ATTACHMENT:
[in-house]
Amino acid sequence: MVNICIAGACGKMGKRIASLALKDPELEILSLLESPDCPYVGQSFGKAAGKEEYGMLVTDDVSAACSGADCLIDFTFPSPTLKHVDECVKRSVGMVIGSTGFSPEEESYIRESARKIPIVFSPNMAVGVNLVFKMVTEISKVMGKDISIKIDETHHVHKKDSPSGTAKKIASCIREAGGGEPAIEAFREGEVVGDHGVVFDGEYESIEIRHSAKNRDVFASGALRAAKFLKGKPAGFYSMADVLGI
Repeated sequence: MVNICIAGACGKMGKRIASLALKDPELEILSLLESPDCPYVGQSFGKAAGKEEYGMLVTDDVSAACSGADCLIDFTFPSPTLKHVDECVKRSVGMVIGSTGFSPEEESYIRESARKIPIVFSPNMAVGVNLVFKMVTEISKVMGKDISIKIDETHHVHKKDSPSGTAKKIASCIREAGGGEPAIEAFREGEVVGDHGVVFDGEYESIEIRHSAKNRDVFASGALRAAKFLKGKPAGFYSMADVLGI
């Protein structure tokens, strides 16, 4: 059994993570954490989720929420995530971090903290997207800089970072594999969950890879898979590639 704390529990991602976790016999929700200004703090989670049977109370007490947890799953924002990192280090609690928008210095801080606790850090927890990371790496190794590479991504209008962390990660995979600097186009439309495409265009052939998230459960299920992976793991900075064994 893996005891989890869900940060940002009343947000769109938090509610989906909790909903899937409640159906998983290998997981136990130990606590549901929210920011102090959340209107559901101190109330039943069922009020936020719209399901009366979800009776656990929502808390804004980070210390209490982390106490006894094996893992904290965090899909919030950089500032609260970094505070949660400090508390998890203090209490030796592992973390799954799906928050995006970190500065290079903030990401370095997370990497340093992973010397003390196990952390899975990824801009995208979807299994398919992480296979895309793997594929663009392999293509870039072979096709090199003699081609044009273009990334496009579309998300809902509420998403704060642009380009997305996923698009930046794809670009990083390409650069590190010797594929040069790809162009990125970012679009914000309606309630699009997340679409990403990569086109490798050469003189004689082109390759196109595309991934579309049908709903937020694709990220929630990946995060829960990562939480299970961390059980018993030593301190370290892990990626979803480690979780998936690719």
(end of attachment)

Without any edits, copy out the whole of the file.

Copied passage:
[in-house]
Amino acid sequence: MVNICIAGACGKMGKRIASLALKDPELEILSLLESPDCPYVGQSFGKAAGKEEYGMLVTDDVSAACSGADCLIDFTFPSPTLKHVDECVKRSVGMVIGSTGFSPEEESYIRESARKIPIVFSPNMAVGVNLVFKMVTEISKVMGKDISIKIDETHHVHKKDSPSGTAKKIASCIREAGGGEPAIEAFREGEVVGDHGVVFDGEYESIEIRHSAKNRDVFASGALRAAKFLKGKPAGFYSMADVLGI
Repeated sequence: MVNICIAGACGKMGKRIASLALKDPELEILSLLESPDCPYVGQSFGKAAGKEEYGMLVTDDVSAACSGADCLIDFTFPSPTLKHVDECVKRSVGMVIGSTGFSPEEESYIRESARKIPIVFSPNMAVGVNLVFKMVTEISKVMGKDISIKIDETHHVHKKDSPSGTAKKIASCIREAGGGEPAIEAFREGEVVGDHGVVFDGEYESIEIRHSAKNRDVFASGALRAAKFLKGKPAGFYSMADVLGI
């Protein structure tokens, strides 16, 4: 059994993570954490989720929420995530971090903290997207800089970072594999969950890879898979590639 704390529990991602976790016999929700200004703090989670049977109370007490947890799953924002990192280090609690928008210095801080606790850090927890990371790496190794590479991504209008962390990660995979600097186009439309495409265009052939998230459960299920992976793991900075064994 893996005891989890869900940060940002009343947000769109938090509610989906909790909903899937409640159906998983290998997981136990130990606590549901929210920011102090959340209107559901101190109330039943069922009020936020719209399901009366979800009776656990929502808390804004980070210390209490982390106490006894094996893992904290965090899909919030950089500032609260970094505070949660400090508390998890203090209490030796592992973390799954799906928050995006970190500065290079903030990401370095997370990497340093992973010397003390196990952390899975990824801009995208979807299994398919992480296979895309793997594929663009392999293509870039072979096709090199003699081609044009273009990334496009579309998300809902509420998403704060642009380009997305996923698009930046794809670009990083390409650069590190010797594929040069790809162009990125970012679009914000309606309630699009997340679409990403990569086109490798050469003189004689082109390759196109595309991934579309049908709903937020694709990220929630990946995060829960990562939480299970961390059980018993030593301190370290892990990626979803480690979780998936690719």